Works Cited / Works Consulted


Allen, Guy. “Language, Power, and Consciousness: A Writing Experiment at the University of   
     Toronto. Teaching Composition: Background Readings. Ed. T.R. Johnson. Boston, MA :
     Bedford/St. Martin's, 2008. (65-96). Print.

Bartholomae, David. "Writing with Teachers: a Conversation with Peter Elbow." College
     Composition and Communication
46. (1995): 62-71. Print.

Berthoff, Ann.  From “The Making of Meaning.” Teaching Composition: Background Readings.
     Ed. T.R. Johnson. Boston, MA : Bedford/St. Martin's, 2008. (292-304). Print.

Bruffee, Kenneth A. "Collaborative Learning and the "conversation of mankind." College
     English
46.(1984): 635-652.  Print.

Coe, Richard M. "An Apology for Form; or, Who Took the Form out of the Process?." College
     English
49.1 (1987): 13-28. Print.

D'Angelo, Frank J. "The Four Master Tropes: Analogues of Development." Rhetoric Review 11.1
     (1992): 91-107. Print.

Elbow, Peter. “Closing My Eyes as I Speak: An Argument for Ignoring Audience” Teaching
     Composition: Background Readings
. Ed. T.R. Johnson. Boston, MA : Bedford/St. Martin's,
     2008. (172 – 194). Print.

Top of FormFarris, Christine R. "Current Composition: Beyond Process vs. Product." English Journal 76.6
     (1987): 28-34. Print.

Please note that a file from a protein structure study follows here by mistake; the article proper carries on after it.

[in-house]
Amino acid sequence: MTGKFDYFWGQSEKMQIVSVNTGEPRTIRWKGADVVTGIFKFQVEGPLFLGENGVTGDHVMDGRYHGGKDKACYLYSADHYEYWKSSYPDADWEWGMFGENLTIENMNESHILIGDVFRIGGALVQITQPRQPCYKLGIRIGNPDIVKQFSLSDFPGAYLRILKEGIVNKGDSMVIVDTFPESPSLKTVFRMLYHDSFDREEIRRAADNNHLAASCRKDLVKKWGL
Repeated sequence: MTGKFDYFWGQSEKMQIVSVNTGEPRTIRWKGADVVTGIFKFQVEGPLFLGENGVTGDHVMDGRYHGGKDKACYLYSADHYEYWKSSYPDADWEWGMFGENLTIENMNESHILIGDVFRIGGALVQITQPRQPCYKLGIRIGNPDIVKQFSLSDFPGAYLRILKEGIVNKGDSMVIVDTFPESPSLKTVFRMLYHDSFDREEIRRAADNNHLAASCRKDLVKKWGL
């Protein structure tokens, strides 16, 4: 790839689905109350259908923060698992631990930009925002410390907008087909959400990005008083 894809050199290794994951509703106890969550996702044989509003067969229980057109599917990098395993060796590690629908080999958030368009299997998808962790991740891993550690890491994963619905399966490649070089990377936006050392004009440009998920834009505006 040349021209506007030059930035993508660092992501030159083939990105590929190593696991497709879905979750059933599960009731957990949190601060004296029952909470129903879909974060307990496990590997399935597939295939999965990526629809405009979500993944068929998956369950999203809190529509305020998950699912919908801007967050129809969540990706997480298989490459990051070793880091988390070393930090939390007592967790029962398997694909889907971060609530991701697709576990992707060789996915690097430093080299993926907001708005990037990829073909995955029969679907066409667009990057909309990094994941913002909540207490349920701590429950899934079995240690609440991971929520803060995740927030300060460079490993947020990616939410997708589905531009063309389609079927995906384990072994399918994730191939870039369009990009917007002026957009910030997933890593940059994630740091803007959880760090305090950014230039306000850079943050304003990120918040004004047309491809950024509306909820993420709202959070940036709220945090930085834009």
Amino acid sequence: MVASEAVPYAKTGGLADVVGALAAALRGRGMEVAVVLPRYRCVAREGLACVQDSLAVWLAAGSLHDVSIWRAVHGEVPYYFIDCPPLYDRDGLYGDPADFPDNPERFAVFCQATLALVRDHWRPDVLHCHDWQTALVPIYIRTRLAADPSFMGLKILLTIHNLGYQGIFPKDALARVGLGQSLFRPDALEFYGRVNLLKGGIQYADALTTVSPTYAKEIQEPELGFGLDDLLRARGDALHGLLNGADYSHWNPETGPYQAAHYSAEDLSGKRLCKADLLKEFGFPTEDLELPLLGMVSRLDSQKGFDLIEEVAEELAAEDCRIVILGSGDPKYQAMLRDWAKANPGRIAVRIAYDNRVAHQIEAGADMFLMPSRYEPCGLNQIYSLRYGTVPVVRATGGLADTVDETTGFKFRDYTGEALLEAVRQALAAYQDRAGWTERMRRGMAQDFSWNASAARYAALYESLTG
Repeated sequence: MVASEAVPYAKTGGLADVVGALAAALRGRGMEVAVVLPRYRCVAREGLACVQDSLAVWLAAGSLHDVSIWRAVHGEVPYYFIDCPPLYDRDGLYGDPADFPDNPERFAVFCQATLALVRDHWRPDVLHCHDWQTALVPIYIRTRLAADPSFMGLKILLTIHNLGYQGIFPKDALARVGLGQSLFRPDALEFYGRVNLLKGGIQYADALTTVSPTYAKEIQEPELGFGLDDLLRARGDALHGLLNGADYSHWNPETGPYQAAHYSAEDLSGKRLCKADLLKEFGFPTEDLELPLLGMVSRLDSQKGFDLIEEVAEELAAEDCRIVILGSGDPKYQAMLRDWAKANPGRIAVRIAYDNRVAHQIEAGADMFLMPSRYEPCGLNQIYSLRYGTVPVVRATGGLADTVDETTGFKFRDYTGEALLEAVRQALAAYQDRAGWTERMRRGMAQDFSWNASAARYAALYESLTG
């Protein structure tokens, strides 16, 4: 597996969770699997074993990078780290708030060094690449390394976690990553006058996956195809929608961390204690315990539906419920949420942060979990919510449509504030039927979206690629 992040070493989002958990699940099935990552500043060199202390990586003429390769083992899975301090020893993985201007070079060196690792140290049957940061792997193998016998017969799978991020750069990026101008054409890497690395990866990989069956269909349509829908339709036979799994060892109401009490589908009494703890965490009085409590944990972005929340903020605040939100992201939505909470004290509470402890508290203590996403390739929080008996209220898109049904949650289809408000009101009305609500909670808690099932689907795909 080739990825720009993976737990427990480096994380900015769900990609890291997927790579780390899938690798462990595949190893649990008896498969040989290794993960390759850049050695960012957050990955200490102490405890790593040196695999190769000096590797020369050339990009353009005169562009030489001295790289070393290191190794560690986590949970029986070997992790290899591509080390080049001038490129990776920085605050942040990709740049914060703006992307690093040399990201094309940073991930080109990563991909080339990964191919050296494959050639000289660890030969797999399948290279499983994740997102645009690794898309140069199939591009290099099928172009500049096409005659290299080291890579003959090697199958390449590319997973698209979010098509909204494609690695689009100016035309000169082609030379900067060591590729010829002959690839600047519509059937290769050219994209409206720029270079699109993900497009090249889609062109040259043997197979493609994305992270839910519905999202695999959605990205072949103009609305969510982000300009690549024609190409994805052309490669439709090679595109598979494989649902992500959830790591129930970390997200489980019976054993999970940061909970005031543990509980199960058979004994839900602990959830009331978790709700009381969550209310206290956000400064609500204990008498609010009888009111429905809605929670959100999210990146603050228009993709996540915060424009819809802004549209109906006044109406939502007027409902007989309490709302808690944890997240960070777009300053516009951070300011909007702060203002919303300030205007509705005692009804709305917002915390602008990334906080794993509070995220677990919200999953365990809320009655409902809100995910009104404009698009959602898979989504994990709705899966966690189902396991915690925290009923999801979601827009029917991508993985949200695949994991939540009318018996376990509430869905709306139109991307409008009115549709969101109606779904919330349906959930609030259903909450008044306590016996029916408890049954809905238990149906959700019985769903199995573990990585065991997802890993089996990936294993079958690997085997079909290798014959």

Flower, Linda. "The Construction of Purpose in Writing and Reading." College English 50.5
     (1988): 528-50. Print.

Hillocks, George. Teaching Writing As Reflective Practice. New York : Teachers College Press,
     1995. Print.

Skorczewski, Dawn. “From Playing the Role to Being Yourself: Becoming the Teacher in the
     Writing Classroom.” Teaching Composition: Background Readings. Ed. T.R. Johnson.
     Boston, MA : Bedford/St. Martin's, 2008.  (99-117). Print.Bottom of Form


Slevin, James. “A Letter to Maggie.” Teaching Composition: Background Readings. Ed. T.R.
     Johnson. Boston, MA : Bedford/St. Martin's, 2008. (59-64). Print.

 

 

[1] I also want a violence-free space for teaching and instruction.  I don’t want to be personally attacked or feel confrontations on a daily basis in my job environment.  This is a self-serving as well as a pedagogically sound practice.